8/31/2008
Skip to the end

A couple of Saturdays ago, I was looking for a new pair of earphones, since mine was on the verge of conking out even if it seems fairly new. That meant I was virtually listening to the radio again - or, it will seem at least, I was forced to. It's actually amazing thinking how many will actually ask the supposedly friendly DJs for advice, like this one, for instance, whose story blared out of the loudspeakers of that second-floor store.

"Alam kong gasgas na 'tong tanong ko, pero pa'no po ba makaka-move on sa isang tao?"

At least she knew it's a damn clich├ęd question. She's this young girl who was involved in an affair with a married man. In true daytime soap fashion, the "legal wife" finds out and starts a confrontation. In true masa station fashion, we hear laughter tracks instead.

Knowing how to move on is one thing. I, for one, have asked the question so many times, but it seems things go well only when you stop asking and just let things be. I give up on something, and then I quickly forget about it. It's just one of those things that we never really understand.

But sometimes, it's not in how you move on, but when you move on. In principle, flipping to the next page is very easy. You just lift your finger, pick up one page and turn it over. If you badly want to press that fast-forward button, then you pick up a bunch of leaves and flip it over; it's virtually the Futureheads singing Skip to the End. But that's easy if you haven't really left anything behind. Unless you're really impatient, and are willing to forego some juicy details just to see if the protagonist is killed off, then you'll basically jump everything.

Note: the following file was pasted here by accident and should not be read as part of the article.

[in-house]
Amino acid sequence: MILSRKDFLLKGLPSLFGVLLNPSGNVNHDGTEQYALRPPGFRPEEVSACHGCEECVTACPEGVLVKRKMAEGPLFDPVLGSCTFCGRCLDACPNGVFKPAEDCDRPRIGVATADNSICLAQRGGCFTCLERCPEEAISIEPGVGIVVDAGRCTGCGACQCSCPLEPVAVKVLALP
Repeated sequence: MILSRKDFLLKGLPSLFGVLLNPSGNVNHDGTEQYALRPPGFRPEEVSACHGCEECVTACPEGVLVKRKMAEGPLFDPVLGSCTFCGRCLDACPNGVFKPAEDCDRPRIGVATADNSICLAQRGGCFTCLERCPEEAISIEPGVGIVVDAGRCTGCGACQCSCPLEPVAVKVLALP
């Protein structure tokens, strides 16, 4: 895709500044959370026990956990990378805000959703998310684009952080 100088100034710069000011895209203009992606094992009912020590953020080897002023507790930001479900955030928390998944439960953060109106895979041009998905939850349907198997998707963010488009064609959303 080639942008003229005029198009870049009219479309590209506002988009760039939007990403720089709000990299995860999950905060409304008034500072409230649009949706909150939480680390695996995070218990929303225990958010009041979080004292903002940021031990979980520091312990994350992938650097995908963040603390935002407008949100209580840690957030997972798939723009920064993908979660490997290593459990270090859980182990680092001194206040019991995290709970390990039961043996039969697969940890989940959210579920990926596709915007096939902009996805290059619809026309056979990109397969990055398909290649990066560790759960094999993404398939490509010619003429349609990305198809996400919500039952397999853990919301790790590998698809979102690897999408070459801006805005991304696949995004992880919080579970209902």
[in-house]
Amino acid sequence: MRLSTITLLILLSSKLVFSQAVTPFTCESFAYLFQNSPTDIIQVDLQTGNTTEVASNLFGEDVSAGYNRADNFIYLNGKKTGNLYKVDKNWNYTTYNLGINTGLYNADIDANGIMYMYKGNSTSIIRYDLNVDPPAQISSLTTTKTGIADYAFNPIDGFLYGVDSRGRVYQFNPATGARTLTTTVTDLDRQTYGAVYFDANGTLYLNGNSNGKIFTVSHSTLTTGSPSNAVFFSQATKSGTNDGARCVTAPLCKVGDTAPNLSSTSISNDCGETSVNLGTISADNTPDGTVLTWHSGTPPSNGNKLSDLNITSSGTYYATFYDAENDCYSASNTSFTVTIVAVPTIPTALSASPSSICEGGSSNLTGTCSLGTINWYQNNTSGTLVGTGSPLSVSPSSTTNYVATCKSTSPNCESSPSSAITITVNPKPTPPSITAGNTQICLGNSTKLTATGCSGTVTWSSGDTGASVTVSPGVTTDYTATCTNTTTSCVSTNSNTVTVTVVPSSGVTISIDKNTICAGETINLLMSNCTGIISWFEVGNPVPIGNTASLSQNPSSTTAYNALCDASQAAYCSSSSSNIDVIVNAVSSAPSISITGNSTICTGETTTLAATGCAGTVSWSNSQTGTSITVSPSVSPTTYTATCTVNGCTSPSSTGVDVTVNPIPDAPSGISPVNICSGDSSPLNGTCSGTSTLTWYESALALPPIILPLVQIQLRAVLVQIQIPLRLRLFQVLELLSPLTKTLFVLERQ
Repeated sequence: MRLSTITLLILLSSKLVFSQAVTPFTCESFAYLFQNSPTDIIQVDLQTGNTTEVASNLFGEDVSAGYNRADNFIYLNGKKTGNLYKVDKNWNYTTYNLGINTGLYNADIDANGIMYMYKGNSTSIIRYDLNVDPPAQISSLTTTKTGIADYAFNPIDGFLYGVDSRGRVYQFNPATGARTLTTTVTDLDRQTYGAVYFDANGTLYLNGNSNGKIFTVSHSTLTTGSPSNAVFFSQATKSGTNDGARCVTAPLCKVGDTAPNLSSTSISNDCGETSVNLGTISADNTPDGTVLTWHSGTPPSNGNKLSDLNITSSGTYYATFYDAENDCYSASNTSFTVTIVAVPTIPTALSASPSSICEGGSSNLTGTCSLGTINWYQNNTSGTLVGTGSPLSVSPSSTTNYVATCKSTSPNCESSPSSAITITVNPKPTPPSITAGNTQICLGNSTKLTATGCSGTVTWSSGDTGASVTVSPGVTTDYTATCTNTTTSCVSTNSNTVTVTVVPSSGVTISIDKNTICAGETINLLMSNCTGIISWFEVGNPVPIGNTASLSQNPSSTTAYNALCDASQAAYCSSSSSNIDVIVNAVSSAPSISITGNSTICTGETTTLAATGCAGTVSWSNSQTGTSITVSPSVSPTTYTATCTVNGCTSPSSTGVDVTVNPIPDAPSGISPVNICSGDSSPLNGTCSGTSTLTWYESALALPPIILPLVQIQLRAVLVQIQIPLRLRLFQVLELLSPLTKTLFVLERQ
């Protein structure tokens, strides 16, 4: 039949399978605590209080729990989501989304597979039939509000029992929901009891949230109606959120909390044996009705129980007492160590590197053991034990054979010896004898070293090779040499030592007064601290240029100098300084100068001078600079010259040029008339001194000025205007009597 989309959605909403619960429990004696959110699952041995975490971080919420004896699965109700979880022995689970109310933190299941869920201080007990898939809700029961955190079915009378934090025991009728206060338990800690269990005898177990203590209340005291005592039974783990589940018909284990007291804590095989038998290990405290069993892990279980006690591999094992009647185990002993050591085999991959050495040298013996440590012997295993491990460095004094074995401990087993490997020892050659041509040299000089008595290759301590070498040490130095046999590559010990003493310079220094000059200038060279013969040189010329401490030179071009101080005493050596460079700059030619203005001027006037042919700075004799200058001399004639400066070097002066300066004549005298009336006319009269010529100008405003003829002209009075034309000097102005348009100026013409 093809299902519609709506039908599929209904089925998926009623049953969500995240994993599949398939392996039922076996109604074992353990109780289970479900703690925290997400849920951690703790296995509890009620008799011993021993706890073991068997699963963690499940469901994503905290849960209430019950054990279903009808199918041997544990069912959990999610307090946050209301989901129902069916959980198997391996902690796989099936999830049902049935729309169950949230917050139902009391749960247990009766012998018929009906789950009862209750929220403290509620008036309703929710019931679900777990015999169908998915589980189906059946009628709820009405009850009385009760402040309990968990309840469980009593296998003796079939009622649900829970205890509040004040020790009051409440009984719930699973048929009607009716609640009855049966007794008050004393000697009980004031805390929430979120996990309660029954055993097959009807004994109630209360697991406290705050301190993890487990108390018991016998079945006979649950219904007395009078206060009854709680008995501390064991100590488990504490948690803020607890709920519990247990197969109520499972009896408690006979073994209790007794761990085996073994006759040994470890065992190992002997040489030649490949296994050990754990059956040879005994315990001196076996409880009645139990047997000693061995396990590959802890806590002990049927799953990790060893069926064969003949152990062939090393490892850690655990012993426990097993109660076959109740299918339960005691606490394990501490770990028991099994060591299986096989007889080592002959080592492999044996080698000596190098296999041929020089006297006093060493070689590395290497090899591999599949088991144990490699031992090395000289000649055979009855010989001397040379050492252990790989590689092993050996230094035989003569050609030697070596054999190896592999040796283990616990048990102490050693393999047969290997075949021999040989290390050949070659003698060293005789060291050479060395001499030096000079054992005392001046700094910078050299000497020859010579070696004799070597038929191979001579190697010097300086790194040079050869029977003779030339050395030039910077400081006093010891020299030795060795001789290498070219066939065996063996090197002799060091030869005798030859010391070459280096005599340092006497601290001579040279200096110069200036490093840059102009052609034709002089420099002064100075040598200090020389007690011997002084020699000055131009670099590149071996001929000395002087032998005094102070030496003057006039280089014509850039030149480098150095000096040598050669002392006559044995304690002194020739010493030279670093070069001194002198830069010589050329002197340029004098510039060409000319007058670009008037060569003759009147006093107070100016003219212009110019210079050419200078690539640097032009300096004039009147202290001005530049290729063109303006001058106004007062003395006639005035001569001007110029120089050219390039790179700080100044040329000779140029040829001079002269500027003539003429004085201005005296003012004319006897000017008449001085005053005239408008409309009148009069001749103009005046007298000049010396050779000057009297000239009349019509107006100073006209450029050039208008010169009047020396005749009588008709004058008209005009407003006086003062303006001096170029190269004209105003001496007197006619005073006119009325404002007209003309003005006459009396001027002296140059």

I eventually realized that it's not a matter of doing it right, but rather, a matter of doing it at the right time. Say, I've always said I'll turn my back on something, but how exactly do you do just that if you've given so much to it? Those guys called it "emotional investment," and that's something you can't just toss aside when you feel the need to skip everything. People don't realize the need to consider this - "kung ayaw mo na sa kanya, you've got to move on" - but that's why everything goes wrong.

Of course, you really hate the feeling of seeing someone you've given so much time to just leave without a trace?

The biggest catch, of course, is when that someone leaves you with a big mess. A ruptured psyche. A broken collective. A serious photocopy.

As much as we hate to admit it, some people can be so selfish. They just want to finish everything, but they forget - deliberately or otherwise - that there's so much to what they're doing than just going to the next chapter. You'll either not understand the story, or make a crease on the page, or tear it off altogether. That leaves a pretty nasty mark, really. A future reader will hate to see the most crucial part of a novel torn off. What more for your next chapter? What more for the chapter you just finished, or skipped altogether?

I can't exactly remember what the DJ answered the girl. I left the store and decided to look elsewhere. I got my earphones and thought I was ripped off initially, but it's just me and my sinking feeling every time I splurge. But at least, some get left behind, get on with things, and turn out to be so much better than they were. The others, well, get lost in the supermarket, looking for a replacement for that missing page.

And your responses...

is it that program in Energy Fm every saturday afternoon where listeners get to share their love dilemmas mala-Heart2Heart?

Anonymous Anonymous8/31/2008     

"Of course, you really hate the feeling of seeing someone you've given so much time to just leave without a trace?

The biggest catch, of course, is when that someone leaves you with a big mess. A ruptured psyche. A broken collective. A serious photocopy."

-- yeah. hell yeah. especially when your ex's house is just a stone's throw away from my house. haha.

Blogger jhie9/02/2008     

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